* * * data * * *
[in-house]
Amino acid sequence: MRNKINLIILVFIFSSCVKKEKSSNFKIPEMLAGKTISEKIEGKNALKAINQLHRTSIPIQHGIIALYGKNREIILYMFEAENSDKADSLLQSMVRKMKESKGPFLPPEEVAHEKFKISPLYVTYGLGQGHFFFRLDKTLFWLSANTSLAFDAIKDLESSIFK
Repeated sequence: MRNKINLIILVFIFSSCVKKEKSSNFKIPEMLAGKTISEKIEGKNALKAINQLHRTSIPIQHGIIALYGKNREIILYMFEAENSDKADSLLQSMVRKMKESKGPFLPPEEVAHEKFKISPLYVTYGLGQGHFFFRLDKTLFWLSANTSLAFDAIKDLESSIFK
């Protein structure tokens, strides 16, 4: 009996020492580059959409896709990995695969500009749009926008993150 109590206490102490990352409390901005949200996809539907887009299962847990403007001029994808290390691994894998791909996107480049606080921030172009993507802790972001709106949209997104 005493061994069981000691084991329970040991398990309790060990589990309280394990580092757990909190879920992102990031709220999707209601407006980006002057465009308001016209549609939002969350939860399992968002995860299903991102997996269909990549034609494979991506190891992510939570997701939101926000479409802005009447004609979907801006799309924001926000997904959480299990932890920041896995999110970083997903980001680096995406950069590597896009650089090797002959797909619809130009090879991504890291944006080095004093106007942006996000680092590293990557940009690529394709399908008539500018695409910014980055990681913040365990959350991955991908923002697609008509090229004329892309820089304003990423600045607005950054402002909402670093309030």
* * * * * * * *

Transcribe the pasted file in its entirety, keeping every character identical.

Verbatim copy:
[in-house]
Amino acid sequence: MRNKINLIILVFIFSSCVKKEKSSNFKIPEMLAGKTISEKIEGKNALKAINQLHRTSIPIQHGIIALYGKNREIILYMFEAENSDKADSLLQSMVRKMKESKGPFLPPEEVAHEKFKISPLYVTYGLGQGHFFFRLDKTLFWLSANTSLAFDAIKDLESSIFK
Repeated sequence: MRNKINLIILVFIFSSCVKKEKSSNFKIPEMLAGKTISEKIEGKNALKAINQLHRTSIPIQHGIIALYGKNREIILYMFEAENSDKADSLLQSMVRKMKESKGPFLPPEEVAHEKFKISPLYVTYGLGQGHFFFRLDKTLFWLSANTSLAFDAIKDLESSIFK
């Protein structure tokens, strides 16, 4: 009996020492580059959409896709990995695969500009749009926008993150 109590206490102490990352409390901005949200996809539907887009299962847990403007001029994808290390691994894998791909996107480049606080921030172009993507802790972001709106949209997104 005493061994069981000691084991329970040991398990309790060990589990309280394990580092757990909190879920992102990031709220999707209601407006980006002057465009308001016209549609939002969350939860399992968002995860299903991102997996269909990549034609494979991506190891992510939570997701939101926000479409802005009447004609979907801006799309924001926000997904959480299990932890920041896995999110970083997903980001680096995406950069590597896009650089090797002959797909619809130009090879991504890291944006080095004093106007942006996000680092590293990557940009690529394709399908008539500018695409910014980055990681913040365990959350991955991908923002697609008509090229004329892309820089304003990423600045607005950054402002909402670093309030």